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 By Cpl Tebogo Kekana, Ad Astra, photos by 5ASU  

Twenty-two students from the University of Johannesburg (UJ) visited Air Force Base Waterkloof’s engineering depots and Air Servicing Units on 27 July 2015 with the aim of familiarizing themselves with what the Air Force Base is about, and how engineering traits in the military are maximized.

Maj Mark Mango, 28 Squadron pilot presenting to the engineering students

The entourage included two Candidate Officers (CO) who are studying at state’s expense on a full time basis. CO Sivuyile Tom explained how grateful he was for the opportunity granted by the South African Air Force (SAAF) for him and others to pursue their academic dreams and qualify.

“I wrote to the Officer Commanding of Waterkloof to request a tour for my class, which is in its last year, to acquaint them with engineering careers that the SAAF has, and maybe one or two might take interest. I adviced them to ask as many questions as they possibly can because in the SAAF, they won’t only gain a career, they will be part of a welcoming family too. 

The accompanying Non Commissioned Officer (NCO), Sgt Thapelo Nyalungu, from Corporate Communications, made sure that their tour was attended to by different engineering experts, mainly at 1ASU, because it comprises of various divisions and sections that are related to what they are studying.

The UJ students had the time to ask as many questions as they could on their tour at Waterkloof ASUs

Lt Col Adrian Nortje, a registered Aeronautical Engineer at 1ASU, illuminated how he enjoyed different projects that he has worked on while uniform. He guided the students to start thinking about specialising and to consider applying to the SAAF. “Serving in the SAAF has been rewarding, engineering is a profession where one can earn a lot of money if that is what one is after, but weigh your options. You can make as much money as you possibly can, and compromise the support and love of family. I am happy in uniform, though I work hard, I am still afforded time to be with my family.”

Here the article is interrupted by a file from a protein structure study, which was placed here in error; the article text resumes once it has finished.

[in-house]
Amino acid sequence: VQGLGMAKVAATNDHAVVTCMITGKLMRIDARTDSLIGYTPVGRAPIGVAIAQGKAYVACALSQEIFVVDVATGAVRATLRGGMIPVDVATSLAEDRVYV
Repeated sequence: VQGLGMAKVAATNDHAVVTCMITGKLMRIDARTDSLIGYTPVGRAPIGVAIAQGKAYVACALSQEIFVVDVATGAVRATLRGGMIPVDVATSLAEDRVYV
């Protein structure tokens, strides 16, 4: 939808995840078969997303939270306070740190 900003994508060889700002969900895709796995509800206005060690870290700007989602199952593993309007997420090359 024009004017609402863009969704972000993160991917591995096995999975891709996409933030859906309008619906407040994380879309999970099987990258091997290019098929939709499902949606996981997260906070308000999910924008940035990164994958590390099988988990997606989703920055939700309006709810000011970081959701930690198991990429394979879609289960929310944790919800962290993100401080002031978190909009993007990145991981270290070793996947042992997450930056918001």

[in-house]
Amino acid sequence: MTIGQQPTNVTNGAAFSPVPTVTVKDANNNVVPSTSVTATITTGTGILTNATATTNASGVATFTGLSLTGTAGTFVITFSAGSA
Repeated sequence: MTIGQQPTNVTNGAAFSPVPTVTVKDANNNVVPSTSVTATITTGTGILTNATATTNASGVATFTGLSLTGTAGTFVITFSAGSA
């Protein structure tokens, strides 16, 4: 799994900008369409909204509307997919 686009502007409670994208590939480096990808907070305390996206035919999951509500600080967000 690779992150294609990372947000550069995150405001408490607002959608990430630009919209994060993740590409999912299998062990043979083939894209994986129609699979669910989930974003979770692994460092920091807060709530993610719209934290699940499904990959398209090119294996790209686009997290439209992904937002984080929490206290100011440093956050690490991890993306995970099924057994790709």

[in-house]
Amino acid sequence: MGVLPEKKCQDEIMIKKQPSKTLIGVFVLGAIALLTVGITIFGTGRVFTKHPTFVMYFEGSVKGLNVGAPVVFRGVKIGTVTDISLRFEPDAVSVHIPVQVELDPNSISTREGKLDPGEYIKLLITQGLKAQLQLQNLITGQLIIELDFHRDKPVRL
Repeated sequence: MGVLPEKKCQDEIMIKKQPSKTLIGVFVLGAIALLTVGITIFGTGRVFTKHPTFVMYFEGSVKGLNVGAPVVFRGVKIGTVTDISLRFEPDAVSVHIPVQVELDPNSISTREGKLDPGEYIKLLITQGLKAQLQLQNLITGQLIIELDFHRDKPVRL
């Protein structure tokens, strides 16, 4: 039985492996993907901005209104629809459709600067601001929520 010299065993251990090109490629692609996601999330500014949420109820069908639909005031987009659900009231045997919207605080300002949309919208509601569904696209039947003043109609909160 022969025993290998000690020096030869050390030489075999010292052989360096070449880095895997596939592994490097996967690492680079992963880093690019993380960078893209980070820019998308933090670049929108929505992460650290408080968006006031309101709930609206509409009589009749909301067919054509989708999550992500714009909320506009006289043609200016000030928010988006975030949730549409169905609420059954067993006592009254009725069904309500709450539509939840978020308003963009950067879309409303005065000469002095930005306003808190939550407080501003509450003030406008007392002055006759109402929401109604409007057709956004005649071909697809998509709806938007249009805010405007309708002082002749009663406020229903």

Maj Mark Mango, 28 Squadron pilot at the home of the mighty Hercules, briefed the students about the operations that the Hercules C130 performs and all the responsibilities that 28 Squadron shoulders. “I answered different questions that ranged from the types of engines that we have on our aircraft, the fuel consumption when landing and taking off, thermal positions, the serviceability of our aircraft et cetera. Although the Air Force would have loved to give them a flip and shake their adrenaline, the aircraft that was on standby had to deploy somewhere.”

Capt Felicia Jones spoke at length about the vast careers that the SAAF offers

Capt Felicia Jones sold the SAAF as a career of choice to the soon –to-be qualified engineers. She gave a personal account of how the SAAF has moulded her into the person that she is today. “I came with the knowledge that I was not going to get rich in uniform, I came here looking for fulfillment and I can safely say that I have found more than that, I found myself. You guys stand a better chance of making it anywhere in the world but be assured that should you choose the SAAF, you will be exposed to a whole new world.”


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